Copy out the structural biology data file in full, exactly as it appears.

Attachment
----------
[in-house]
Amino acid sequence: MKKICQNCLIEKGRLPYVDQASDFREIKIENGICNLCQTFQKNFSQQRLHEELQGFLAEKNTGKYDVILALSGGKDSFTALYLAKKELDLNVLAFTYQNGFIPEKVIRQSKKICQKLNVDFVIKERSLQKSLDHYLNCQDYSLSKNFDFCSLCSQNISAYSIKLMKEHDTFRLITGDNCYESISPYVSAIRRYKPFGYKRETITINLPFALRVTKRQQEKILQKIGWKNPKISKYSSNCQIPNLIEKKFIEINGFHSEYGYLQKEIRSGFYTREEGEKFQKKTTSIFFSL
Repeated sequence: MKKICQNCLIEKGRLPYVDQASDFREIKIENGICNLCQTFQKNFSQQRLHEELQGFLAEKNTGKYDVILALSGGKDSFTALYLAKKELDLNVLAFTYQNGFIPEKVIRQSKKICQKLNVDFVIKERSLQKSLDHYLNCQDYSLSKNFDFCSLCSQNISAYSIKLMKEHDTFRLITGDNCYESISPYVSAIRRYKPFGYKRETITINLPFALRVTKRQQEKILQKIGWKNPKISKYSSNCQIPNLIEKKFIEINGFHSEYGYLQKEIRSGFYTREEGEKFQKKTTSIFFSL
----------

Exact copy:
[in-house]
Amino acid sequence: MKKICQNCLIEKGRLPYVDQASDFREIKIENGICNLCQTFQKNFSQQRLHEELQGFLAEKNTGKYDVILALSGGKDSFTALYLAKKELDLNVLAFTYQNGFIPEKVIRQSKKICQKLNVDFVIKERSLQKSLDHYLNCQDYSLSKNFDFCSLCSQNISAYSIKLMKEHDTFRLITGDNCYESISPYVSAIRRYKPFGYKRETITINLPFALRVTKRQQEKILQKIGWKNPKISKYSSNCQIPNLIEKKFIEINGFHSEYGYLQKEIRSGFYTREEGEKFQKKTTSIFFSL
Repeated sequence: MKKICQNCLIEKGRLPYVDQASDFREIKIENGICNLCQTFQKNFSQQRLHEELQGFLAEKNTGKYDVILALSGGKDSFTALYLAKKELDLNVLAFTYQNGFIPEKVIRQSKKICQKLNVDFVIKERSLQKSLDHYLNCQDYSLSKNFDFCSLCSQNISAYSIKLMKEHDTFRLITGDNCYESISPYVSAIRRYKPFGYKRETITINLPFALRVTKRQQEKILQKIGWKNPKISKYSSNCQIPNLIEKKFIEINGFHSEYGYLQKEIRSGFYTREEGEKFQKKTTSIFFSL